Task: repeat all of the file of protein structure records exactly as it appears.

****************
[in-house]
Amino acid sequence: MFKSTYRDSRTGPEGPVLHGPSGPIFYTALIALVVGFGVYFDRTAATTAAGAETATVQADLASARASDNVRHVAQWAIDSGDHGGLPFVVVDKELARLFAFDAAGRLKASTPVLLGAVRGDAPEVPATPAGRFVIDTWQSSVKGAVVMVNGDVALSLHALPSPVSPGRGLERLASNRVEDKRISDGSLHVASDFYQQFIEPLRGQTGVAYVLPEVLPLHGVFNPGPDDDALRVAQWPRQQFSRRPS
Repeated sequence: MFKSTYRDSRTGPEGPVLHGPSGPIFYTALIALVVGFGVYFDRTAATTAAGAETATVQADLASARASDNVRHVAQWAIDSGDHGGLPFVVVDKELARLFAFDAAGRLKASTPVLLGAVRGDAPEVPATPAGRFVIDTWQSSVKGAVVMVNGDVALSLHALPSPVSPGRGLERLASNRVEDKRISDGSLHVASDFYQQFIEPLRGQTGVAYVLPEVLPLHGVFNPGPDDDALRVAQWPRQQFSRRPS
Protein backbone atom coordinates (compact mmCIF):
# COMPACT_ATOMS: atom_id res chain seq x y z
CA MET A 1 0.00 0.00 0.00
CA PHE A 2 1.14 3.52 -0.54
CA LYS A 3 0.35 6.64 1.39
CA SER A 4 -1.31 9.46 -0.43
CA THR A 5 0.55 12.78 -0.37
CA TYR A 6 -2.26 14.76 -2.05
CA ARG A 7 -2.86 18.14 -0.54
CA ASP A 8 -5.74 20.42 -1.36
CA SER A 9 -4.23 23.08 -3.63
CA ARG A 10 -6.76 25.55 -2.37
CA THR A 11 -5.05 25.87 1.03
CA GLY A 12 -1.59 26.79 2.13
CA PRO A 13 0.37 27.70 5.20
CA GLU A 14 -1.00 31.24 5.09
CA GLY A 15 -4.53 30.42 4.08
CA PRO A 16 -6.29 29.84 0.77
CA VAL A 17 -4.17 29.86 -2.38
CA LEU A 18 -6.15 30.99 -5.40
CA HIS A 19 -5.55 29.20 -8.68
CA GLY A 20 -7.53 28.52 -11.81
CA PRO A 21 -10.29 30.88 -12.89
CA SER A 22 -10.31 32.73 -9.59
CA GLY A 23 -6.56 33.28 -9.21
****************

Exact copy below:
[in-house]
Amino acid sequence: MFKSTYRDSRTGPEGPVLHGPSGPIFYTALIALVVGFGVYFDRTAATTAAGAETATVQADLASARASDNVRHVAQWAIDSGDHGGLPFVVVDKELARLFAFDAAGRLKASTPVLLGAVRGDAPEVPATPAGRFVIDTWQSSVKGAVVMVNGDVALSLHALPSPVSPGRGLERLASNRVEDKRISDGSLHVASDFYQQFIEPLRGQTGVAYVLPEVLPLHGVFNPGPDDDALRVAQWPRQQFSRRPS
Repeated sequence: MFKSTYRDSRTGPEGPVLHGPSGPIFYTALIALVVGFGVYFDRTAATTAAGAETATVQADLASARASDNVRHVAQWAIDSGDHGGLPFVVVDKELARLFAFDAAGRLKASTPVLLGAVRGDAPEVPATPAGRFVIDTWQSSVKGAVVMVNGDVALSLHALPSPVSPGRGLERLASNRVEDKRISDGSLHVASDFYQQFIEPLRGQTGVAYVLPEVLPLHGVFNPGPDDDALRVAQWPRQQFSRRPS
Protein backbone atom coordinates (compact mmCIF):
# COMPACT_ATOMS: atom_id res chain seq x y z
CA MET A 1 0.00 0.00 0.00
CA PHE A 2 1.14 3.52 -0.54
CA LYS A 3 0.35 6.64 1.39
CA SER A 4 -1.31 9.46 -0.43
CA THR A 5 0.55 12.78 -0.37
CA TYR A 6 -2.26 14.76 -2.05
CA ARG A 7 -2.86 18.14 -0.54
CA ASP A 8 -5.74 20.42 -1.36
CA SER A 9 -4.23 23.08 -3.63
CA ARG A 10 -6.76 25.55 -2.37
CA THR A 11 -5.05 25.87 1.03
CA GLY A 12 -1.59 26.79 2.13
CA PRO A 13 0.37 27.70 5.20
CA GLU A 14 -1.00 31.24 5.09
CA GLY A 15 -4.53 30.42 4.08
CA PRO A 16 -6.29 29.84 0.77
CA VAL A 17 -4.17 29.86 -2.38
CA LEU A 18 -6.15 30.99 -5.40
CA HIS A 19 -5.55 29.20 -8.68
CA GLY A 20 -7.53 28.52 -11.81
CA PRO A 21 -10.29 30.88 -12.89
CA SER A 22 -10.31 32.73 -9.59
CA GLY A 23 -6.56 33.28 -9.21